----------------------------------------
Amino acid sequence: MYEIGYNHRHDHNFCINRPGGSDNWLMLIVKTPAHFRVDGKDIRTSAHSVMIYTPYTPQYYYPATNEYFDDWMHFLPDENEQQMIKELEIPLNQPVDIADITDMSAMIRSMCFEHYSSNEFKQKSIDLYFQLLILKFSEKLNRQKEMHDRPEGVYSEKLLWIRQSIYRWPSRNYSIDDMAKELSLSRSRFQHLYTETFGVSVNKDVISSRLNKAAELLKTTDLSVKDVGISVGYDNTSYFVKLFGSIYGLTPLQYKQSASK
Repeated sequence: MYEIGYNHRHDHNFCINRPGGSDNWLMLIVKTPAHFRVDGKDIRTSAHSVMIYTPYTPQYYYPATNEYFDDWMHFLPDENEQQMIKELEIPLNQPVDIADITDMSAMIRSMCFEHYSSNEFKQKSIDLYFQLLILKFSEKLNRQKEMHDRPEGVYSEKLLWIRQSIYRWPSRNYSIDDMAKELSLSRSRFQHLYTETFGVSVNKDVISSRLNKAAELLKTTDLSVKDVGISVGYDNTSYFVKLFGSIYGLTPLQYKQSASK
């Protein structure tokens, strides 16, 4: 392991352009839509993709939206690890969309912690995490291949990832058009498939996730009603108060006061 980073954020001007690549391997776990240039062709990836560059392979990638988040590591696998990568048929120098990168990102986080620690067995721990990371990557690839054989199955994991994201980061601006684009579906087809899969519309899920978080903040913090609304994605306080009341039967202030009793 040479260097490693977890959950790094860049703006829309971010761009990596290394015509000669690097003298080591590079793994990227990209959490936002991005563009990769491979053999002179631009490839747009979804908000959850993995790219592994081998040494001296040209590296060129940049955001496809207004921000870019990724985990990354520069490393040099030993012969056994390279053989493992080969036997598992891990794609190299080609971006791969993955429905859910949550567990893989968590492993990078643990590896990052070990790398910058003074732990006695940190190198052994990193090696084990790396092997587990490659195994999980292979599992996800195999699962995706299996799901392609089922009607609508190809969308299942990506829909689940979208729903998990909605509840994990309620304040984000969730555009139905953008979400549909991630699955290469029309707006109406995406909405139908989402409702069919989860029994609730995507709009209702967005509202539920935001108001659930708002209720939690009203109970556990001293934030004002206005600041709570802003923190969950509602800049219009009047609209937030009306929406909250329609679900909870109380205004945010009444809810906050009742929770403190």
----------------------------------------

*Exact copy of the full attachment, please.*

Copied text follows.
Amino acid sequence: MYEIGYNHRHDHNFCINRPGGSDNWLMLIVKTPAHFRVDGKDIRTSAHSVMIYTPYTPQYYYPATNEYFDDWMHFLPDENEQQMIKELEIPLNQPVDIADITDMSAMIRSMCFEHYSSNEFKQKSIDLYFQLLILKFSEKLNRQKEMHDRPEGVYSEKLLWIRQSIYRWPSRNYSIDDMAKELSLSRSRFQHLYTETFGVSVNKDVISSRLNKAAELLKTTDLSVKDVGISVGYDNTSYFVKLFGSIYGLTPLQYKQSASK
Repeated sequence: MYEIGYNHRHDHNFCINRPGGSDNWLMLIVKTPAHFRVDGKDIRTSAHSVMIYTPYTPQYYYPATNEYFDDWMHFLPDENEQQMIKELEIPLNQPVDIADITDMSAMIRSMCFEHYSSNEFKQKSIDLYFQLLILKFSEKLNRQKEMHDRPEGVYSEKLLWIRQSIYRWPSRNYSIDDMAKELSLSRSRFQHLYTETFGVSVNKDVISSRLNKAAELLKTTDLSVKDVGISVGYDNTSYFVKLFGSIYGLTPLQYKQSASK
């Protein structure tokens, strides 16, 4: 392991352009839509993709939206690890969309912690995490291949990832058009498939996730009603108060006061 980073954020001007690549391997776990240039062709990836560059392979990638988040590591696998990568048929120098990168990102986080620690067995721990990371990557690839054989199955994991994201980061601006684009579906087809899969519309899920978080903040913090609304994605306080009341039967202030009793 040479260097490693977890959950790094860049703006829309971010761009990596290394015509000669690097003298080591590079793994990227990209959490936002991005563009990769491979053999002179631009490839747009979804908000959850993995790219592994081998040494001296040209590296060129940049955001496809207004921000870019990724985990990354520069490393040099030993012969056994390279053989493992080969036997598992891990794609190299080609971006791969993955429905859910949550567990893989968590492993990078643990590896990052070990790398910058003074732990006695940190190198052994990193090696084990790396092997587990490659195994999980292979599992996800195999699962995706299996799901392609089922009607609508190809969308299942990506829909689940979208729903998990909605509840994990309620304040984000969730555009139905953008979400549909991630699955290469029309707006109406995406909405139908989402409702069919989860029994609730995507709009209702967005509202539920935001108001659930708002209720939690009203109970556990001293934030004002206005600041709570802003923190969950509602800049219009009047609209937030009306929406909250329609679900909870109380205004945010009444809810906050009742929770403190």